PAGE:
In 2002, the not-for-profit Hoy-Scott Watershed Society, as we currently know it, was founded. With that momentum, the Society broadened its mandate to foster a healthy riparian ecosystem in and beyond Hoy Creek, and would eventually  promote the returns not only of coho, but of chum, pink salmon, the very occasional Chinook salmon, and cousins in the Salmonidae family, like rainbow and cutthroat trout.

Riparian Restoration

Salmon cannot thrive without a clean, healthy habitat, and the Hoy-Scott Watershed Society volunteers have championed riparian restoration. The letters, plans, event posters and photos in the fonds clearly show the diverse efforts of the Society and its partners to advocate for the watershed and local wildlife. For example, in 2003, the City of Coquitlam provided approximately 80 cedar and fir trees that volunteers and high school students planted along the Hoy Creek corridor. Some of the fir trees were already 7 feet tall! 

Other activities have included creek clean-ups, removing invasive plants like Himalayan blackberry, marking storm drains and public education and outreach activities, such as their hatchery open house events.

Salmon Leave Home

In the spring, around May, the Hoy-Scott Watershed Society hosts the Salmon Leave Home event, which celebrates the release of 18-month-old coho smolts raised at the hatchery into Hoy Creek.

From there, the young salmon make their way out to sea. According to a neatly folded invitation included among the Society’s records, the first annual Coho release at the Optimist Rearing Pond occurred 26 years ago, on May 26, 1996.

In the past, volunteers helped community members release buckets of smolts into the creek, and other attractions to the festival have included live children’s entertainment, a variety of arts and crafts projects, hatchery tours and refreshments.

Salmon Come Home

In October or November, adult salmon that have spent anywhere from one to eight years at sea return to the place they were born to spawn and die. The City celebrates this epic homecoming with the Salmon Come Home festival, which is held in partnership with the Society as well as other community and environmental stewardship groups. The posters and fish count spreadsheets we have suggest that the first Salmon Come Home festival was celebrated by the Streamkeepers in 1992, prior to the building of the hatchery.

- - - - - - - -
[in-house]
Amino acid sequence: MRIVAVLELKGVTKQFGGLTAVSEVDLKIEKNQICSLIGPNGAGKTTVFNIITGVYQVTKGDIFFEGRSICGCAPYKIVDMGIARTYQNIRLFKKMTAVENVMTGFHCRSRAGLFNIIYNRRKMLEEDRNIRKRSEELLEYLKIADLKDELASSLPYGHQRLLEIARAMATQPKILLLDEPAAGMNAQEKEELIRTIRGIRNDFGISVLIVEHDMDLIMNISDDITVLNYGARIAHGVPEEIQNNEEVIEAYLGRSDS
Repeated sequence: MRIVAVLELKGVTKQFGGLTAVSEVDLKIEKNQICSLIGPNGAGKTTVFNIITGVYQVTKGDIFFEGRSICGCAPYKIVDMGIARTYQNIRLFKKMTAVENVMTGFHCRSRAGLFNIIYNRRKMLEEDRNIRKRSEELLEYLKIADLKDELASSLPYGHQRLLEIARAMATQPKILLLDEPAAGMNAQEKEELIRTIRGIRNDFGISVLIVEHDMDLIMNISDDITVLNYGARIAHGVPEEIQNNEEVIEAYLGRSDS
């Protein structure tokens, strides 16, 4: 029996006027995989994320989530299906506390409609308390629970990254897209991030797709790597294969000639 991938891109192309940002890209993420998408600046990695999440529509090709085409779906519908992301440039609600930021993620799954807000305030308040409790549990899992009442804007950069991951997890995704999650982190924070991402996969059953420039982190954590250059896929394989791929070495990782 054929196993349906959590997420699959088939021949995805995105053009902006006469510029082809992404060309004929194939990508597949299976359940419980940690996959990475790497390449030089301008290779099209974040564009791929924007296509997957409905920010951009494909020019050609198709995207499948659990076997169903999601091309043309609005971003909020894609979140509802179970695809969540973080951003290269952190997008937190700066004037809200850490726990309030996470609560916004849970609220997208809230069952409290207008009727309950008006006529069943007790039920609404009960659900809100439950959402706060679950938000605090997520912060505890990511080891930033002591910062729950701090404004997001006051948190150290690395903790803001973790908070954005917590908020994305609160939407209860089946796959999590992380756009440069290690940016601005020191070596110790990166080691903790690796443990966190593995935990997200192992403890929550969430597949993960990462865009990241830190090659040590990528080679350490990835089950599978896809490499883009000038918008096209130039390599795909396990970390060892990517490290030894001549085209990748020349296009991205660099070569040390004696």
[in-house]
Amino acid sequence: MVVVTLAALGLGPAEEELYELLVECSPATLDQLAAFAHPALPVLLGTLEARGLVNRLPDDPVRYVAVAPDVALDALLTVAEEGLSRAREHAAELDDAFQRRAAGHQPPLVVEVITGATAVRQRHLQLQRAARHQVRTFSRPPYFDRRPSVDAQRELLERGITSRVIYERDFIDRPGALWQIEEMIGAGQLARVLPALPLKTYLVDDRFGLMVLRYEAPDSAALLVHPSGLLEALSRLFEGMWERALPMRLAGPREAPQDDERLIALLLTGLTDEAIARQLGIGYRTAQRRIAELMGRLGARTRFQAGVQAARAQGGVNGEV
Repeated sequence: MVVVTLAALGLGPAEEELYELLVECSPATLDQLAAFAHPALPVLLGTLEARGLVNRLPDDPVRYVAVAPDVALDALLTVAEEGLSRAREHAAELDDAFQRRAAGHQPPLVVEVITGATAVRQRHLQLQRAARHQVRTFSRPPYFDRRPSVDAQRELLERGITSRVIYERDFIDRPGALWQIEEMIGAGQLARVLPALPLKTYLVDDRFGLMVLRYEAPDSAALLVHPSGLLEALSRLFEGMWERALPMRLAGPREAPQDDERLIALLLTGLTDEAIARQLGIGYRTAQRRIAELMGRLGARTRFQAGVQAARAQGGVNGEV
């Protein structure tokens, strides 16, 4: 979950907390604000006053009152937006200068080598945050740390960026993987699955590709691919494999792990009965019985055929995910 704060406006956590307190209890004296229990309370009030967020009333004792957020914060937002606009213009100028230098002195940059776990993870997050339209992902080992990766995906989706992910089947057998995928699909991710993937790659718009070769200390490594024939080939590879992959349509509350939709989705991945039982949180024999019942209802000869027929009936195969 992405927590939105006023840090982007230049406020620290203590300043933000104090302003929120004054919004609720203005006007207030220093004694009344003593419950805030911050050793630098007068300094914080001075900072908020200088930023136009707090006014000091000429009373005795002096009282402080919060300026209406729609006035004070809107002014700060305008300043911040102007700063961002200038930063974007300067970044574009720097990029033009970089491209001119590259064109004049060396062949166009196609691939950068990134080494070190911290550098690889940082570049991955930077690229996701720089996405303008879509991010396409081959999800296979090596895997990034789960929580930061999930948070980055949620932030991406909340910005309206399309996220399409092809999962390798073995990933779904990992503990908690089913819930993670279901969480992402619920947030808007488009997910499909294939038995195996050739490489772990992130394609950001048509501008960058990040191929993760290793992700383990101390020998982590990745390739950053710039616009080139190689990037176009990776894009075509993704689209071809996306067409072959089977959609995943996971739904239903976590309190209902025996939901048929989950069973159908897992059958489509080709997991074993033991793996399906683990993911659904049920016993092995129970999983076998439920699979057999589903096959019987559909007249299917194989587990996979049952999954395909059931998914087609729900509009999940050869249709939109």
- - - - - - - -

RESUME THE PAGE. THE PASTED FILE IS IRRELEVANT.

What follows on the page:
Salmon Come Home is not just about observing the salmon spawning. For instance, in 1993, the poster for the Second Annual Salmon Come Home invited the community to enjoy guided nature walks, fishery displays, arts and crafts, roasted marshmallows and hot chocolate.

Salmon Come Home, 2009Salmon Come Home, 2009, F45.1739

Other years’ celebrations have included face painting, static and interactive displays, children’s storytellers, hot dog roasts, salmon anatomy demos from Fisheries and Oceans Canada, battery recycling, prize fishing ponds, costume parades and more!

The Hoy-Scott Watershed Society fonds was donated to the City of Coquitlam Archives in 2020. The fonds includes stacks of meticulous notes on salmonid identification, feeding schedules, temperature readings, creek invertebrate counts, creek inspections, water quality and sediment reports and other means of monitoring the population of salmon growing up in and returning to the watershed. The fonds also contains several albums of photos that document the rich role the community has played in the restoration of these important sub-watersheds.

The records in the Hoy-Scott Watershed Society fonds are a testament to how sensitive salmon and riparian wildlife are to their environmental conditions and how much thought, care and training has gone into the work to promote the reintroduction of salmonids in the Coquitlam watershed.

If you would like to browse the physical records, you can make an appointment to visit the City Archives by email or at 604-927-3900. You can also drop in during our reference hours, Tuesday-Thursday from 12 p.m.  to 4 p.m.